Having said that, I should also point out that I had mocked Tarell Basham to the Titans in the third round and that pick worked out even worse than the Taylor pick did so that should be a reminder that 3rd round picks are very difficult to “hit” on.

Round 3 (No. 100)

CURRENT TEAM: Tennessee Titans

At the time I was a little bit frustrated with this pick and a lot of that had to do with the fact that the Titans seemed willing to go another year without solid backup EDGEs behind Derrick Morgan and Brian Orakpo.

That is an issue that is still getting resolved in 2020, but you can’t deny that there is a huge gap between the talent and athleticism that Jonnu Smith has and what the rest of the TE class had to offer. Obviously this excludes George Kittle who I wanted the Titans to draft in the 4th round but I digress.

As for Smith, he has been a great developmental player who has turned into a real threat. With Delanie Walker likely done in Tennessee, he gives the Titans a young, athletic TE to use in the passing game for years to come.

Round 5 (No. 155)

CURRENT TEAM: Tennessee Titans

The Titans didn’t have a 4th round pick after the trade up to get Taywan Taylor, but man did they make their fifth-round pick count.

You may not know this because a lot of people don’t watch the Titans closely enough to see, but Brown is one of the best linebackers in the NFL when used correctly. 2018 was a great year for him that showed that you can use him aggressively as a blitzer and drop him into coverage and either way he has the skillset to make big plays.

While he is never going to be someone that you want in a phone booth with a fullback, he was a name that no one had been talking about who was absolutely a diamond in the rough for this Titans team.

Round 6 (No. 217)

CURRENT TEAM: Chicago Bears

Levin is one of the unsolved mysteries in the NFL. By all accounts he was well-liked, he was very athletic and every time he got a chance to play in a game or preseason game he did very well.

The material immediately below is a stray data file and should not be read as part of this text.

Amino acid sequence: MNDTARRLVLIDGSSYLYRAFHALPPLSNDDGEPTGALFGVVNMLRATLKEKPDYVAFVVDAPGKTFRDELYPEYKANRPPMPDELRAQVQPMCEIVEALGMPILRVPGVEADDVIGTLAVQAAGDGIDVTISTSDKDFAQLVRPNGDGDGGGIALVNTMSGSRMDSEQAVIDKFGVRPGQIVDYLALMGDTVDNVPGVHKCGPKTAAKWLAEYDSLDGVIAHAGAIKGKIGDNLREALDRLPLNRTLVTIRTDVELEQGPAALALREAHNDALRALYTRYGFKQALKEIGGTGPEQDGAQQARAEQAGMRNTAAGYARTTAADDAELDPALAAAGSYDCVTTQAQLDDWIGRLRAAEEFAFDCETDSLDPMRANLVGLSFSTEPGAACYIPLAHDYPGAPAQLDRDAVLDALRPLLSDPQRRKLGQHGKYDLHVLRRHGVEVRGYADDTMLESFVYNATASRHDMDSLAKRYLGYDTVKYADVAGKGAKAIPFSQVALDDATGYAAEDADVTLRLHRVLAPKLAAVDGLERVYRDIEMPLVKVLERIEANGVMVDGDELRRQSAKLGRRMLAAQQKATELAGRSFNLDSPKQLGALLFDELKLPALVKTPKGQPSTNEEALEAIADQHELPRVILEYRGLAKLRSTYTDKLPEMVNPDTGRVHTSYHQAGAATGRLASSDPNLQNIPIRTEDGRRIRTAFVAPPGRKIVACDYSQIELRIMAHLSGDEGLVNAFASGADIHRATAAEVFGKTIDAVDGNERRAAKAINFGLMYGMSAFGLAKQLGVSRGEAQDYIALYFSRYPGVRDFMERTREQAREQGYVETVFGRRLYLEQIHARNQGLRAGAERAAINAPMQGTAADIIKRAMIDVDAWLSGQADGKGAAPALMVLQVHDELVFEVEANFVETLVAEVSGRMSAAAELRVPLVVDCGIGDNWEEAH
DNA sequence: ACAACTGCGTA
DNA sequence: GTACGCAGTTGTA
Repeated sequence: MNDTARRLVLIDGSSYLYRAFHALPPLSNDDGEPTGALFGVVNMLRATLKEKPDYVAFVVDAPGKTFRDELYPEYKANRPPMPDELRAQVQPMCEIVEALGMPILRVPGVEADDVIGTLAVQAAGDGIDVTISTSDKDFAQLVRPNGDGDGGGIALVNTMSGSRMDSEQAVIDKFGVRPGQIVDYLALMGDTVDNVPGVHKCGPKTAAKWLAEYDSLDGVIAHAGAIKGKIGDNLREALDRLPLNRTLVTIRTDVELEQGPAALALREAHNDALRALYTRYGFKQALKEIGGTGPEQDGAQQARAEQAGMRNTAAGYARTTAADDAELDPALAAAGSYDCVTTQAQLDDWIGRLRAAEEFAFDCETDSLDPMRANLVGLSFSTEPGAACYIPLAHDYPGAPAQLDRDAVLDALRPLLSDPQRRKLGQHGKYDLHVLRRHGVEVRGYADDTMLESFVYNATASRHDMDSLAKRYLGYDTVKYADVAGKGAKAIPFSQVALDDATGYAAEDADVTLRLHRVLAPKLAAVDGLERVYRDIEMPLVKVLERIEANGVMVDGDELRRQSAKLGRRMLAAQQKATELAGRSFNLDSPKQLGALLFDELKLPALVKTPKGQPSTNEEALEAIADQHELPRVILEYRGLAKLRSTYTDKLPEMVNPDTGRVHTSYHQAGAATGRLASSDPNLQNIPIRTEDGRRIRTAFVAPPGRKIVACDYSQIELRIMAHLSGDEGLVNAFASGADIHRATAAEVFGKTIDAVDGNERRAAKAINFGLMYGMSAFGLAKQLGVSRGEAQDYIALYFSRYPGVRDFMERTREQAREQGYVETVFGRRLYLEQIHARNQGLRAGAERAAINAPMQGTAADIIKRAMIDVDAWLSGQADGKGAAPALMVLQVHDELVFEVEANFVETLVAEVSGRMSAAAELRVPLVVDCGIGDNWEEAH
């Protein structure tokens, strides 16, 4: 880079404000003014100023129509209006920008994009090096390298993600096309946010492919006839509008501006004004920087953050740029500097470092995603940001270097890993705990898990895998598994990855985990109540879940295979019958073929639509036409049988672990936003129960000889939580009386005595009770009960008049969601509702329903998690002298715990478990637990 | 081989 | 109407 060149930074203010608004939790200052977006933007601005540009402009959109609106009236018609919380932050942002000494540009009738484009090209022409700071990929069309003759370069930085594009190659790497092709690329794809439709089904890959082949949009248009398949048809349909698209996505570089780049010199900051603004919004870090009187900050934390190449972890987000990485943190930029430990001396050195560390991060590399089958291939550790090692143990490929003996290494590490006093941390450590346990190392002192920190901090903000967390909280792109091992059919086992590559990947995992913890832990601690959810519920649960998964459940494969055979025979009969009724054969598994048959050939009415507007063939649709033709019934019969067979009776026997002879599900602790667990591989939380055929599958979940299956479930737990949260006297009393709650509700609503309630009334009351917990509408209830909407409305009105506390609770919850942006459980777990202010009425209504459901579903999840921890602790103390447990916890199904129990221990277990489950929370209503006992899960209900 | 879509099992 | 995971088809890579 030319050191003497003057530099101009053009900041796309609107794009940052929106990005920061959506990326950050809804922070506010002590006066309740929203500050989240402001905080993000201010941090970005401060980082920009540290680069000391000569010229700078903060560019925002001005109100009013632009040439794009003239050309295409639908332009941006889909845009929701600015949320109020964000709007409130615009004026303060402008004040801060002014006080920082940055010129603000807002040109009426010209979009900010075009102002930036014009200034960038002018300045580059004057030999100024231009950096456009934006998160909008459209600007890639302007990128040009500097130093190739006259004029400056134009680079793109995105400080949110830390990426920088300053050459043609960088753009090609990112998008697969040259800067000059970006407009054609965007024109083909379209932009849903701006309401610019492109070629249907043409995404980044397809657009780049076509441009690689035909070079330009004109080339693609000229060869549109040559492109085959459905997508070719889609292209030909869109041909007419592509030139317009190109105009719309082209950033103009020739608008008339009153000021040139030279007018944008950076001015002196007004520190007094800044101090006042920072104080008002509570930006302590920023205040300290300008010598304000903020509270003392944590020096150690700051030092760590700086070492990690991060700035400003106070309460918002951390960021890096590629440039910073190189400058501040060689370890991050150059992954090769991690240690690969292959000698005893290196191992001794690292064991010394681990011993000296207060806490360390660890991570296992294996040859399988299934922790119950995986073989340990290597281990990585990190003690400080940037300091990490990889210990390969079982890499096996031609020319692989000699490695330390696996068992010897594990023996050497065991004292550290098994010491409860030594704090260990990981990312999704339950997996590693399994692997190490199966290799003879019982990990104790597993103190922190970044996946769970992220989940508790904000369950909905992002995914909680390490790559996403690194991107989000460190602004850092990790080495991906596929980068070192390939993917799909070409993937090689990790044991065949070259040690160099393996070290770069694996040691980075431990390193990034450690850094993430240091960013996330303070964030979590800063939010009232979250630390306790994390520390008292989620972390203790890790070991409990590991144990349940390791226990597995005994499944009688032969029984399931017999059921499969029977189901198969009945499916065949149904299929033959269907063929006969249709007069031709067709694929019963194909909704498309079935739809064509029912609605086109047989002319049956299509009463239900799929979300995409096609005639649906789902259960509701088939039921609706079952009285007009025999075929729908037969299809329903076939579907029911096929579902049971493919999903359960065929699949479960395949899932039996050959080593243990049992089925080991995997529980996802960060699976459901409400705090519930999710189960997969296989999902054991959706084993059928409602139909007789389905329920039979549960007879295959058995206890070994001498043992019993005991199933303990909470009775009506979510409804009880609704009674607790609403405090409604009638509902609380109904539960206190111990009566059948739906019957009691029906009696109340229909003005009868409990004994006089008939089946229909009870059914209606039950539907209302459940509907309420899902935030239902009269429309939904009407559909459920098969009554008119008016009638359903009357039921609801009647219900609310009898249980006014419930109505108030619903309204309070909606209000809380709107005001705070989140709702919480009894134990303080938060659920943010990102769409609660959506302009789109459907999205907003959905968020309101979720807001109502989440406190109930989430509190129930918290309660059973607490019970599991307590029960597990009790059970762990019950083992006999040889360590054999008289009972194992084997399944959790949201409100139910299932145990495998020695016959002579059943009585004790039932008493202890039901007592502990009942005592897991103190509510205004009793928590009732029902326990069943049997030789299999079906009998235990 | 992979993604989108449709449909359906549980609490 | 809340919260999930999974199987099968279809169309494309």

Despite that, the Titans released him following the 2019 preseason and he has bounced around a little bit. It wouldn’t shock me to see him find his way into a lineup in 2020 when he has a chance to compete on a roster for an entire preseason.

Round 7 (No. 227)

CURRENT TEAM: Los Angeles Rams

Carraway was hyped as one of the fringe draftable EDGEs in the class who seemed to showcase the tools needed to win as a pass rusher in the NFL even though he wasn’t exceptionally athletic. He only played in one game with the Titans and hasn’t really found a way to make a roster in the NFL.

Round 7 (No. 236)

CURRENT TEAM: Tampa Bay Buccaneers

Another late round flier, the Titans added Seaton in an attempt to keep their offensive tackle position huge, which kinda made sense. The Titans had used a lot of jumbo package with their OL, often running out three OTs and making team defend all that size with rosters that usually were too small to do that. It didn’t pan out for Seaton in the NFL though.

Round 7 (No. 241)

CURRENT TEAM: Denver Broncos

A smaller running back, the Titans brought Muhammad in to help give depth to a unit that featured a lot of size and power, but not much pure speed and wiggle. He didn’t last with Tennessee but has bounced around the NFL a lot on practice squads and still has a chance in the NFL.

Retrospective Grade

B. . . Tennessee Titans. 2020 RETROSPECTIVE GRADE

Bottom Line:

The “what if” of Marshon Lattimore with the 5th pick in the draft will always be there because of what he has become. If the Titans had added a shutdown cornerback at 5 and had been forced to reach and take someone that had a lower grade on like….Juju Smith-Schuster, just imagine what this team could look like.

Still, Adoree Jackson’s absence is always felt if he has to miss time and Corey Davis seemed poised for a breakout before getting overshadowed by A.J. Brown this year. If Davis and Brown combine to be a WR1/2 tandem that hits 2,000 yards and if Adoree Jackson somehow takes another step forward then they will have been well worth the first-round picks.

History also tells us that basically any pick outside of pick-100 is a lottery ticket, so to walk away with four starters from a draft that had four top-100 picks is good, but not great. Add in the fact that all the above-average to great players were at positions of need and you get a pretty good, but not great draft class.

by Will Lomas